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Networks of Coordination: Swiss Business Associations as an Intermediary between Business, Politics and Administration during the 20th Century


  • David Thomas

    (University of Lausanne)

  • Ginalski Stéphanie

    (Swiss National Science Foundation)

  • Mach André

    (University of Lausanne)

  • Rebmann Frédéric

    (Swiss National Science Foundation)


Until the 1990's, Switzerland could be classified as either a corporatist, cooperative or coordinated market economy where non-market mechanisms of coordination among economic and political actors were very important. In this respect, Business Interest Associations (BIAs) played a key role. The aim of this paper is to look at the historical evolution of the five main peak Swiss BIAs through network analysis for five assorted dates during the 20th century (1910, 1937, 1957, 1980 and 2000) while relying on a database that includes more than 12,000 people. First, we examine the logic of membership in these associations, which allows us to analyze their position and function within the network of the Swiss economic elite. Until the 1980's, BIAs took part in the emergence and consolidation of a closely meshed national network, which declined during the two last decades of the 20th century. Second, we investigate the logic of influence of these associations by looking at the links they maintained with the political and administrative worlds through their links to the political parties and Parliament, and to the administration via the extra-parliamentary commissions (corporatist bodies). In both cases, the recent dynamic of globalization called into question the traditional role of BIAs.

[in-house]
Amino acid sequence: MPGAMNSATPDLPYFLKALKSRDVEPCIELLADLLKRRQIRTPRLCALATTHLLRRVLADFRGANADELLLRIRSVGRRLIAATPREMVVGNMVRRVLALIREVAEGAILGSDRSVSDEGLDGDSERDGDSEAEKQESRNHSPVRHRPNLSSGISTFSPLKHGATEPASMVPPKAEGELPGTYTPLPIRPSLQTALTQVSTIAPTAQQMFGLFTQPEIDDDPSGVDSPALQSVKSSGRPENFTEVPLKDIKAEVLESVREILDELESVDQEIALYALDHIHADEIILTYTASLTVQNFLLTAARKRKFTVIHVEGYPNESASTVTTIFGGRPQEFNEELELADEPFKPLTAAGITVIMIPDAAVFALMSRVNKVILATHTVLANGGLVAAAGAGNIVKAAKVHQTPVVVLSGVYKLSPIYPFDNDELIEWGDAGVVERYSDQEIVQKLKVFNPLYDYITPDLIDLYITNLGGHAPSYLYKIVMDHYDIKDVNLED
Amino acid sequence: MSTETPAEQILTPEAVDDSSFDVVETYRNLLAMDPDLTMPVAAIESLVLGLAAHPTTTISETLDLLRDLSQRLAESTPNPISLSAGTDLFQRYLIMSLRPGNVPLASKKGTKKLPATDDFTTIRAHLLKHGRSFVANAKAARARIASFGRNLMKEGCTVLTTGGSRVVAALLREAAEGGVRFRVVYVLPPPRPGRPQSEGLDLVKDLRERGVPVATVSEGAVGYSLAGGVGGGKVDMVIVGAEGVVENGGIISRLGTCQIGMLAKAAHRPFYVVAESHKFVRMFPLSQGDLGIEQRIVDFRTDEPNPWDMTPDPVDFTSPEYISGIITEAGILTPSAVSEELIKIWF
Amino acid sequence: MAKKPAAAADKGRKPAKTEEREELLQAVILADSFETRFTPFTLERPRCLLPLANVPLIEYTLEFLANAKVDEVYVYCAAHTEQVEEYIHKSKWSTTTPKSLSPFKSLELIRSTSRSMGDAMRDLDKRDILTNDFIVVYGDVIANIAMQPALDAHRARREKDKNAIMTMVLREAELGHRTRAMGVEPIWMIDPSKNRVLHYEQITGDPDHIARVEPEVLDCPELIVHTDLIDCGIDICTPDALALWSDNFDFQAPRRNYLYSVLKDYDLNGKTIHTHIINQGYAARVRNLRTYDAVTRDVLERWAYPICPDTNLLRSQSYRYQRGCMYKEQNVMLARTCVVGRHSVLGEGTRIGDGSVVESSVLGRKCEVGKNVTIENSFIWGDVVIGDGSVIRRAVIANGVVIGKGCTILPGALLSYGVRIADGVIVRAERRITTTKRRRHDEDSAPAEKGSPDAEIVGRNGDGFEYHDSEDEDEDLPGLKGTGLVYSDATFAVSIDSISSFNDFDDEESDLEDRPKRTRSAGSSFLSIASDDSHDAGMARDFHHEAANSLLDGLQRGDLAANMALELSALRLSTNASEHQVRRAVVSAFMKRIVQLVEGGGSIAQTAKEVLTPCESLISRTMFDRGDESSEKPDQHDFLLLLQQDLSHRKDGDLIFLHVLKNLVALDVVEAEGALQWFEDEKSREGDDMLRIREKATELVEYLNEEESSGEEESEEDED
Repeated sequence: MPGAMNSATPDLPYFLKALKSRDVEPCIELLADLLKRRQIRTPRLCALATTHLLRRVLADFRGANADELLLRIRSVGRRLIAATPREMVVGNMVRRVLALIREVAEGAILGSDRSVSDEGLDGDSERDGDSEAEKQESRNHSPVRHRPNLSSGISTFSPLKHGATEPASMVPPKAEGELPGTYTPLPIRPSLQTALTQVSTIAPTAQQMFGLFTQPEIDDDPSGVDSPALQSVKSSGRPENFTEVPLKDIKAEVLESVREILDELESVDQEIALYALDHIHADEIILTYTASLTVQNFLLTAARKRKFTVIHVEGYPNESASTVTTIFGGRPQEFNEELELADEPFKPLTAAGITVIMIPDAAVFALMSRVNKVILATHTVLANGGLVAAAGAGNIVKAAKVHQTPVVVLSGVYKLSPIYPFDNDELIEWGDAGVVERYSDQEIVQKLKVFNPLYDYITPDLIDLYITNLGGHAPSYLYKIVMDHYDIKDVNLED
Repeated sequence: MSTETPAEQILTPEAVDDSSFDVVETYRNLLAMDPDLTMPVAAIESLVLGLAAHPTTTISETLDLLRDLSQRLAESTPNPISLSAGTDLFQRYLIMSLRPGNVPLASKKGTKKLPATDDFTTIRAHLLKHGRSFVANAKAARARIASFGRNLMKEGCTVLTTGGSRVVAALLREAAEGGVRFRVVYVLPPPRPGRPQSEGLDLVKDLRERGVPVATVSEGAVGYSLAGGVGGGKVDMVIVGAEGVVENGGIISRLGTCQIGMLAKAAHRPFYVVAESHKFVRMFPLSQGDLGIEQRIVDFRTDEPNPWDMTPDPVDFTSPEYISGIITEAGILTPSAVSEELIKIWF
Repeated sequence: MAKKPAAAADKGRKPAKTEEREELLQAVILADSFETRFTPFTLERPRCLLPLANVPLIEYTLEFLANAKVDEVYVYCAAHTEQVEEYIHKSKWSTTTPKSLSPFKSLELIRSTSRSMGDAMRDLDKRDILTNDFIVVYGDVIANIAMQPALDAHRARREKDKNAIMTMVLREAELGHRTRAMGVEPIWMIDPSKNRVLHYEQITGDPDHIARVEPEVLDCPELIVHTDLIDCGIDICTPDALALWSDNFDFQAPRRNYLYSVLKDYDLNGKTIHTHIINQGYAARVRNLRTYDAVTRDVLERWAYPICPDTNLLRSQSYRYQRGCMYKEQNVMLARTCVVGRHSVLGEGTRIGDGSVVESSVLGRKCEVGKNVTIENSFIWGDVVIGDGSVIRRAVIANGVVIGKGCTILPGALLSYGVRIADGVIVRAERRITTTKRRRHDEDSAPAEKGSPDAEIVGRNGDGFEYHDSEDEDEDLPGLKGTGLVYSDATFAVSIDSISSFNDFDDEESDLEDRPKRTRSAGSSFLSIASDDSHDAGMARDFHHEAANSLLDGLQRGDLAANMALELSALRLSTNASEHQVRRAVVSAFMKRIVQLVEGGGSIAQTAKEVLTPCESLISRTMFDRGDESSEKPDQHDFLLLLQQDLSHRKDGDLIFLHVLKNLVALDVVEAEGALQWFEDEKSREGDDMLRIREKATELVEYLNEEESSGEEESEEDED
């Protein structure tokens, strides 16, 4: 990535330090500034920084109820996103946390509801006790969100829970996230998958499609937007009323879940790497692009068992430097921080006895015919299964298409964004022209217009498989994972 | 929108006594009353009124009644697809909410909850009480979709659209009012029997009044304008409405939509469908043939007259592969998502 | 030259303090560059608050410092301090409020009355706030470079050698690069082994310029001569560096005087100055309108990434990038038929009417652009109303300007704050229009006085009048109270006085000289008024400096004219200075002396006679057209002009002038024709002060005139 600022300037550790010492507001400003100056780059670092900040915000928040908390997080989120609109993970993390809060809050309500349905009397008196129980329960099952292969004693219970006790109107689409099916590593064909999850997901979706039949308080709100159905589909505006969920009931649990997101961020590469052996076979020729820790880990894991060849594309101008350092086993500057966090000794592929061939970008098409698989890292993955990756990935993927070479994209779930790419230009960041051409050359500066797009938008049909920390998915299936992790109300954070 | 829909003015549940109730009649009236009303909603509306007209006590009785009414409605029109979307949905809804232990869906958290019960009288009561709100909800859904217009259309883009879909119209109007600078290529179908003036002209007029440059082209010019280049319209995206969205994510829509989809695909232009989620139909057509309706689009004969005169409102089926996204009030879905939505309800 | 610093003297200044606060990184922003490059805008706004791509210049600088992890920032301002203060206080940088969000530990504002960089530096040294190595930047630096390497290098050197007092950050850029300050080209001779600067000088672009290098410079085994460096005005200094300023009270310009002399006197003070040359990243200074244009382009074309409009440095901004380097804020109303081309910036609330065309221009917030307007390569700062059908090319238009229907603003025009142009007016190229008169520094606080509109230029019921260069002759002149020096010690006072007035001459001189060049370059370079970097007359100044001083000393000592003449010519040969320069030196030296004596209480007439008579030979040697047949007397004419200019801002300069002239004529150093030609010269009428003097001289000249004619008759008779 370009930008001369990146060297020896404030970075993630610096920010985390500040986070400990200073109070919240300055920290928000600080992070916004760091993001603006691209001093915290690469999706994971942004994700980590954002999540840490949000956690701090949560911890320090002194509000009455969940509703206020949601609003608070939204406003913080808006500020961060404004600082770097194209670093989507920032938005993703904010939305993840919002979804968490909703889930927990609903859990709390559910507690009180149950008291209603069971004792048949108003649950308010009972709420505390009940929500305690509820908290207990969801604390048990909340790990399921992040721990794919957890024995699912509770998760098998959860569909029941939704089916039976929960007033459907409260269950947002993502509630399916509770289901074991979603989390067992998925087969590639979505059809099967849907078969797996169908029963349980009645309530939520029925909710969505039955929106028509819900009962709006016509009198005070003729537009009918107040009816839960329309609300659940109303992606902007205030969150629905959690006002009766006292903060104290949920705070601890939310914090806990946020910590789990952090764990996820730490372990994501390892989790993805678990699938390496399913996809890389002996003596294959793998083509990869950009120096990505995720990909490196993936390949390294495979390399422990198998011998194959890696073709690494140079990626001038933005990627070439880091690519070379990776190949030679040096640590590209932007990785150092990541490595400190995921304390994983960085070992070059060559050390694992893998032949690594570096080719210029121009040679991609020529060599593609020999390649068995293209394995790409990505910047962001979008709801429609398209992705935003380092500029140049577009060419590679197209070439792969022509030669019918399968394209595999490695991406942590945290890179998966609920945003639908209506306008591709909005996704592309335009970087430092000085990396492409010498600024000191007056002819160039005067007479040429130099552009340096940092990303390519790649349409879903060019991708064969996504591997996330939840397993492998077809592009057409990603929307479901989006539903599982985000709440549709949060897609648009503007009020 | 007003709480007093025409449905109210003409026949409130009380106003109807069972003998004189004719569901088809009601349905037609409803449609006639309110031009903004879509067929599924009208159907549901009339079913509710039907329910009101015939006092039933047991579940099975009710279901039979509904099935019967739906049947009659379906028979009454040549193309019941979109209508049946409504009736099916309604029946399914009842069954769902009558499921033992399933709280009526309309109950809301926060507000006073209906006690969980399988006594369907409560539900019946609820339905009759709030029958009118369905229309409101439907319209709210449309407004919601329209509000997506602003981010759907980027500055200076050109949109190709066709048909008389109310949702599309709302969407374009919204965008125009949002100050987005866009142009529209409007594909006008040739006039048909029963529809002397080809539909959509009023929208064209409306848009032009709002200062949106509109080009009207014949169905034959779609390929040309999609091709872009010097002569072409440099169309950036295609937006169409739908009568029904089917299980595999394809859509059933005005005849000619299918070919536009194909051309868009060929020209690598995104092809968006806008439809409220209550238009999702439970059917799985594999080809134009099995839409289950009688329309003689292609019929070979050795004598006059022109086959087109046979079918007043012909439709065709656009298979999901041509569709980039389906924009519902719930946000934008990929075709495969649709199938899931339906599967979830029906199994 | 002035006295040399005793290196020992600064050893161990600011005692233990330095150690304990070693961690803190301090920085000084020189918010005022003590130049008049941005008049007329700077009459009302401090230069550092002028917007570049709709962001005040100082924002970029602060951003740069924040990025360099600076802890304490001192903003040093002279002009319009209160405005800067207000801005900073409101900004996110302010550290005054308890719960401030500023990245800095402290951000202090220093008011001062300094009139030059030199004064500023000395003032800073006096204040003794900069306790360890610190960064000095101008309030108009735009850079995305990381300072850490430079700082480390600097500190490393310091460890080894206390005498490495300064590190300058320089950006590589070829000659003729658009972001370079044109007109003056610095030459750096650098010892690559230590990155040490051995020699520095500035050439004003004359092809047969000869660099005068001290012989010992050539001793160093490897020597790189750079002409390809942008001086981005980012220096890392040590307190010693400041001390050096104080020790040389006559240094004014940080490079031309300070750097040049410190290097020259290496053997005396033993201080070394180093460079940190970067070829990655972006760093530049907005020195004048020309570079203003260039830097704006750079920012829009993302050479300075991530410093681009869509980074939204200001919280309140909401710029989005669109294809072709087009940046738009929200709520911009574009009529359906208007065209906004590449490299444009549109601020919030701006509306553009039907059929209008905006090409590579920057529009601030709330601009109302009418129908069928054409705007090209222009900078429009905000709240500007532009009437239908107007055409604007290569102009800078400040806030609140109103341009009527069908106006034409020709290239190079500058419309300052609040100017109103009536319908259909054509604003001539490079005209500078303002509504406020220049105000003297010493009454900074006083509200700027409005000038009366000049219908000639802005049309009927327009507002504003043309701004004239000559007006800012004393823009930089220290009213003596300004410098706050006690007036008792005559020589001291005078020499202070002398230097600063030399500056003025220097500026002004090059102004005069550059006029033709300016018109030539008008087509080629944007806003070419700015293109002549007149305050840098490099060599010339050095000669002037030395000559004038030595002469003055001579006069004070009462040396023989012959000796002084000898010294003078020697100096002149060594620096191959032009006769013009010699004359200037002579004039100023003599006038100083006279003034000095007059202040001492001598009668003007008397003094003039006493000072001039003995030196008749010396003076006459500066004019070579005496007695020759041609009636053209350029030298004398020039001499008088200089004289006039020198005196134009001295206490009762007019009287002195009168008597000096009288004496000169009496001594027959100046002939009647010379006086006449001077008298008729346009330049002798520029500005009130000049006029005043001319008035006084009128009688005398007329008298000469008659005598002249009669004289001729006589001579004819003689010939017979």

Suggested Citation

  • David Thomas & Ginalski Stéphanie & Mach André & Rebmann Frédéric, 2010. "Networks of Coordination: Swiss Business Associations as an Intermediary between Business, Politics and Administration during the 20th Century," Business and Politics, De Gruyter, vol. 11(4), pages 1-40, January.
  • Handle: RePEc:bpj:buspol:v:11:y:2010:i:4:n:4

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    References listed on IDEAS

    1. Cassis, Youssef, 1999. "Big Business: The European Experience in the Twentieth Century," OUP Catalogue, Oxford University Press, number 9780198296065.
    2. James Reveley & Simon Ville, 2010. "Enhancing Industry Association Theory: A Comparative Business History Contribution," Journal of Management Studies, Wiley Blackwell, vol. 47(s1), pages 837-858, July.
    3. Rinaldi, Alberto & Vasta, Michelanelo, 2005. "The Structure of Italian Capitalism, 1952 1972: New Evidence Using the Interlocking Directorates Technique," Financial History Review, Cambridge University Press, vol. 12(02), pages 173-198, October.
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    Cited by:

    1. Özcan Gül Berna & Gündüz Umut, 2015. "Political connectedness and business performance: evidence from Turkish industry rankings," Business and Politics, De Gruyter, vol. 17(1), pages 41-73, April.

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